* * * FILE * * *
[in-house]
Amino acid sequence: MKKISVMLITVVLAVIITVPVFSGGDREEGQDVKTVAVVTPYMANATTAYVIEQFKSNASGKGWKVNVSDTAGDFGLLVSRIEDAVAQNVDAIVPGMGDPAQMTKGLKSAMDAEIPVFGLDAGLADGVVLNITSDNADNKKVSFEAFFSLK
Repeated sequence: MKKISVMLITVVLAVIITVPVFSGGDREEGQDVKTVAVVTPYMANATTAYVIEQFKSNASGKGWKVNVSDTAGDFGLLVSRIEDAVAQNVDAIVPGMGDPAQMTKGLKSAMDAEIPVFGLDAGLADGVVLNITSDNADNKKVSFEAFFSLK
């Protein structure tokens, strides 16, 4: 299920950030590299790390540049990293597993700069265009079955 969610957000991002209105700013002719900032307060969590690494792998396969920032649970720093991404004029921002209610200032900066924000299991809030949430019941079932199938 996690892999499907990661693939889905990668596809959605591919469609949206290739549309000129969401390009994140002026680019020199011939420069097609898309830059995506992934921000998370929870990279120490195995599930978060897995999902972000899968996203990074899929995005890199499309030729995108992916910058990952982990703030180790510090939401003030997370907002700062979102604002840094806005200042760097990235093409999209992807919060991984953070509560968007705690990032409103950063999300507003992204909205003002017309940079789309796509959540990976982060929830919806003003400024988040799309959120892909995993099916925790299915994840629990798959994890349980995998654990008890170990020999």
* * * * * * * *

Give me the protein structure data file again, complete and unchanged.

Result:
[in-house]
Amino acid sequence: MKKISVMLITVVLAVIITVPVFSGGDREEGQDVKTVAVVTPYMANATTAYVIEQFKSNASGKGWKVNVSDTAGDFGLLVSRIEDAVAQNVDAIVPGMGDPAQMTKGLKSAMDAEIPVFGLDAGLADGVVLNITSDNADNKKVSFEAFFSLK
Repeated sequence: MKKISVMLITVVLAVIITVPVFSGGDREEGQDVKTVAVVTPYMANATTAYVIEQFKSNASGKGWKVNVSDTAGDFGLLVSRIEDAVAQNVDAIVPGMGDPAQMTKGLKSAMDAEIPVFGLDAGLADGVVLNITSDNADNKKVSFEAFFSLK
């Protein structure tokens, strides 16, 4: 299920950030590299790390540049990293597993700069265009079955 969610957000991002209105700013002719900032307060969590690494792998396969920032649970720093991404004029921002209610200032900066924000299991809030949430019941079932199938 996690892999499907990661693939889905990668596809959605591919469609949206290739549309000129969401390009994140002026680019020199011939420069097609898309830059995506992934921000998370929870990279120490195995599930978060897995999902972000899968996203990074899929995005890199499309030729995108992916910058990952982990703030180790510090939401003030997370907002700062979102604002840094806005200042760097990235093409999209992807919060991984953070509560968007705690990032409103950063999300507003992204909205003002017309940079789309796509959540990976982060929830919806003003400024988040799309959120892909995993099916925790299915994840629990798959994890349980995998654990008890170990020999």